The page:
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Sassy Romano wrote:


Busy areas, no obvious change, people still take up to a couple of minutes to render from grey.


From this statement I am assuming then a no better / no worse scenario as far as other Ava's are concerned. However,

 


Sassy Romano wrote:


For me personally, it's a big negative hit.  Whereas in the old days, I could change a clothing layer and pretty much immediately i'd start to see a change, now I can wait up to a minute before seeing any change at all and this is exacerbated by there being no change in the UI at all other than an apparent change in inventory. 


 

This is a puzzle to me as I am certain it must be to you.  SSA is handled by a seperate set of servers.  If it was a server problem, i.e., server lag, then everyone would have the problem.  Which would bring us to the question, why is your system taking so long to process the data?  Somewhere in the process there is a 'failure to communicate.'

I don't know which Viewer you use (totally your business), but I would certainly file a bug report, "Avavtar takes an inordinate amount of time to bake since switching to SSA."  I  know it can be really hit or miss getting bug reports responded to.  But if all LL or the TPVs hears is complaints with out any other info to go on it does become rather hard for them to fix without any detailed info to go one should they decide to take up the problem.

On a final note, the changes to the UI (Client Side) were put in place ahead of SSA going live.  They were just sitting there "idle" waiting for the implementation Server Side.  Unless you waited till SSA went live to upgrade to an SSA capable viewer.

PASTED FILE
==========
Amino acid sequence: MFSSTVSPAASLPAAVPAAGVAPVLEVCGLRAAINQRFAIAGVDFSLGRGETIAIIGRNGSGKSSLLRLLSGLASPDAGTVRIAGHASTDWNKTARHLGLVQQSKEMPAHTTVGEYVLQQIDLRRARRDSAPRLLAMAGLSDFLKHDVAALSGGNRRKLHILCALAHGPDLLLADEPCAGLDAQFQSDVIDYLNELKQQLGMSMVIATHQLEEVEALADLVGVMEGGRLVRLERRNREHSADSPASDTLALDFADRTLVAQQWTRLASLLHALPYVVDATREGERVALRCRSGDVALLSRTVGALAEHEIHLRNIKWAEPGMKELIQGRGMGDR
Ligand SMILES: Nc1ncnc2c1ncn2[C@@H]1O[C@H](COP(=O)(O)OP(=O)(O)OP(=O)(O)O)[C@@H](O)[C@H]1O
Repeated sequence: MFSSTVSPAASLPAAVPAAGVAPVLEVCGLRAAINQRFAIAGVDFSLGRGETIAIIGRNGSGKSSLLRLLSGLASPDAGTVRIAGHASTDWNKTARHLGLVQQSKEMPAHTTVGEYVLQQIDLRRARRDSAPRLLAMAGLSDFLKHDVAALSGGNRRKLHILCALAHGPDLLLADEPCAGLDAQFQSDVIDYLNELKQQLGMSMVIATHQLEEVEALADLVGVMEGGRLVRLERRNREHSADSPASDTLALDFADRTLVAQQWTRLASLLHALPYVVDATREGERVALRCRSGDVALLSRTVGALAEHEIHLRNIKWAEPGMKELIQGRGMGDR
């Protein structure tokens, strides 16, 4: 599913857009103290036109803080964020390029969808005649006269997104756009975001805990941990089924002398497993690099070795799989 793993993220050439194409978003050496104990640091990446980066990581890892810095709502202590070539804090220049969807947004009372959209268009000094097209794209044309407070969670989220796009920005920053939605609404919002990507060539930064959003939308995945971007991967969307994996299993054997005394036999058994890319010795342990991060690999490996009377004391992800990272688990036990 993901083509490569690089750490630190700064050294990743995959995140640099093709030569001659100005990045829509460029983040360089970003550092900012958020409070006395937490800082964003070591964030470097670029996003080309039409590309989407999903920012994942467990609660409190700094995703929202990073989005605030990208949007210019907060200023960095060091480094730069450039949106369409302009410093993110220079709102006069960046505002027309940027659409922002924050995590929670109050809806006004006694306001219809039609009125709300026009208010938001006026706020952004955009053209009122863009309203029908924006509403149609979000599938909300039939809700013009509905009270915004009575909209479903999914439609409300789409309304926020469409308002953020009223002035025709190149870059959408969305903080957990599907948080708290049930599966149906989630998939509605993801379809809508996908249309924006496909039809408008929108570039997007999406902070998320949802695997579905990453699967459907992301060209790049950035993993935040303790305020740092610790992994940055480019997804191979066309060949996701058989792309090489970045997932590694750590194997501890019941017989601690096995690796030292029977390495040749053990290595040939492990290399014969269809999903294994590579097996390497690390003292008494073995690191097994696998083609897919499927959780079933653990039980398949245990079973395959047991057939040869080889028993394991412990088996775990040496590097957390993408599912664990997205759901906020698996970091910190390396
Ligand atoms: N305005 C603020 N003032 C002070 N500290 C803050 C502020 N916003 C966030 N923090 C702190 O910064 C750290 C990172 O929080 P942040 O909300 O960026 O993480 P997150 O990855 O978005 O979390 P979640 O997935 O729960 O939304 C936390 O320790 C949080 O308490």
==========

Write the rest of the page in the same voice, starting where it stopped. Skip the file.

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  • 2 weeks later...

I know everyone has a different experience with SSB/Sunshine, but it's far from a perfected technology.  I see rapid changes MOST of the time.  After I've changed clothing two-three times, it simply stops updating.  If I reload textures, the unbaked textures reload as unbaked gray textures.  

At that point, I MUST relog to bake.  My partner uses a different viewer and her results are even worse.  She's lucky if her clothing changes appear at all after the first time.  She must relog almost every time she changes clothes.  

It's not just me either.  At clubs I frequently see many gray people who never bake.  Never.  They remain gray for the entire time I'm there.

We're both on good broadband connections.  I get consistently 29mbps down and 6 mbps up, so it's not my local connection.  She is on a similarly fast connection.  We're using different viewers and I've tried others.  The fact is that SSB isn't a 100% successful change.

When all is said and done, in MY experience, SSA/SSB/Sunshine is MUCH WORSE than client side baking was.  But it does no good to complain.  I just get told over and over "It works fine for me."  So what?

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Jaffee Gaffer wrote:

When all is said and done, in MY experience, SSA/SSB/Sunshine is MUCH WORSE than client side baking was.  But it does no good to complain.  I just get told over and over "It works fine for me."  So what?

It's Jira time.  A complete, actionable bug report is the way to go.  Include SecondLife.log (or equivalent), a description of your local network (router, wired/wireless hops, ISP/Carrier), and regions involved.  Create a descriptive 'Summary' and include the text "[sSB]" on the end.  Should triage faster that way.